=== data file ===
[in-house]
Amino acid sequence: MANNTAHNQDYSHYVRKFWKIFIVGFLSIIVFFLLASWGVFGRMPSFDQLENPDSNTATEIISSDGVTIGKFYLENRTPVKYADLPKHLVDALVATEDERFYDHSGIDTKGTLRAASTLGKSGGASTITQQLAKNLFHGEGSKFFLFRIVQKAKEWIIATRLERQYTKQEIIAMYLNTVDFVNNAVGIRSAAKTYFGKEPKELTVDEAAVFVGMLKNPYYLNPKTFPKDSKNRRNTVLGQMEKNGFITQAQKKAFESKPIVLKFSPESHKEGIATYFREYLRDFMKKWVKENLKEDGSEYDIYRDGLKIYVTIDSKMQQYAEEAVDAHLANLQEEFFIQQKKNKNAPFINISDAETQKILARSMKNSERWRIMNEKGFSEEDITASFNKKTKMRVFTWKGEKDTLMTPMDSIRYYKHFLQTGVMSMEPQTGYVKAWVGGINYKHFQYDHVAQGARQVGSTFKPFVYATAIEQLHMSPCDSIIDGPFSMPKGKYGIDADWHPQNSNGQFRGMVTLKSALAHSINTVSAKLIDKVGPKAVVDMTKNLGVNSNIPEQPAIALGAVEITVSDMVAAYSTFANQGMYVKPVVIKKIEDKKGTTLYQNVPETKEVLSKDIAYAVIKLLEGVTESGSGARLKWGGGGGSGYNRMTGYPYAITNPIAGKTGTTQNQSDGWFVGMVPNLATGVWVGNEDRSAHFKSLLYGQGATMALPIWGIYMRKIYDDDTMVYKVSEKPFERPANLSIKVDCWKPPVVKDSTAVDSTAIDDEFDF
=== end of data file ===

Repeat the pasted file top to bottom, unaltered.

[in-house]
Amino acid sequence: MANNTAHNQDYSHYVRKFWKIFIVGFLSIIVFFLLASWGVFGRMPSFDQLENPDSNTATEIISSDGVTIGKFYLENRTPVKYADLPKHLVDALVATEDERFYDHSGIDTKGTLRAASTLGKSGGASTITQQLAKNLFHGEGSKFFLFRIVQKAKEWIIATRLERQYTKQEIIAMYLNTVDFVNNAVGIRSAAKTYFGKEPKELTVDEAAVFVGMLKNPYYLNPKTFPKDSKNRRNTVLGQMEKNGFITQAQKKAFESKPIVLKFSPESHKEGIATYFREYLRDFMKKWVKENLKEDGSEYDIYRDGLKIYVTIDSKMQQYAEEAVDAHLANLQEEFFIQQKKNKNAPFINISDAETQKILARSMKNSERWRIMNEKGFSEEDITASFNKKTKMRVFTWKGEKDTLMTPMDSIRYYKHFLQTGVMSMEPQTGYVKAWVGGINYKHFQYDHVAQGARQVGSTFKPFVYATAIEQLHMSPCDSIIDGPFSMPKGKYGIDADWHPQNSNGQFRGMVTLKSALAHSINTVSAKLIDKVGPKAVVDMTKNLGVNSNIPEQPAIALGAVEITVSDMVAAYSTFANQGMYVKPVVIKKIEDKKGTTLYQNVPETKEVLSKDIAYAVIKLLEGVTESGSGARLKWGGGGGSGYNRMTGYPYAITNPIAGKTGTTQNQSDGWFVGMVPNLATGVWVGNEDRSAHFKSLLYGQGATMALPIWGIYMRKIYDDDTMVYKVSEKPFERPANLSIKVDCWKPPVVKDSTAVDSTAIDDEFDF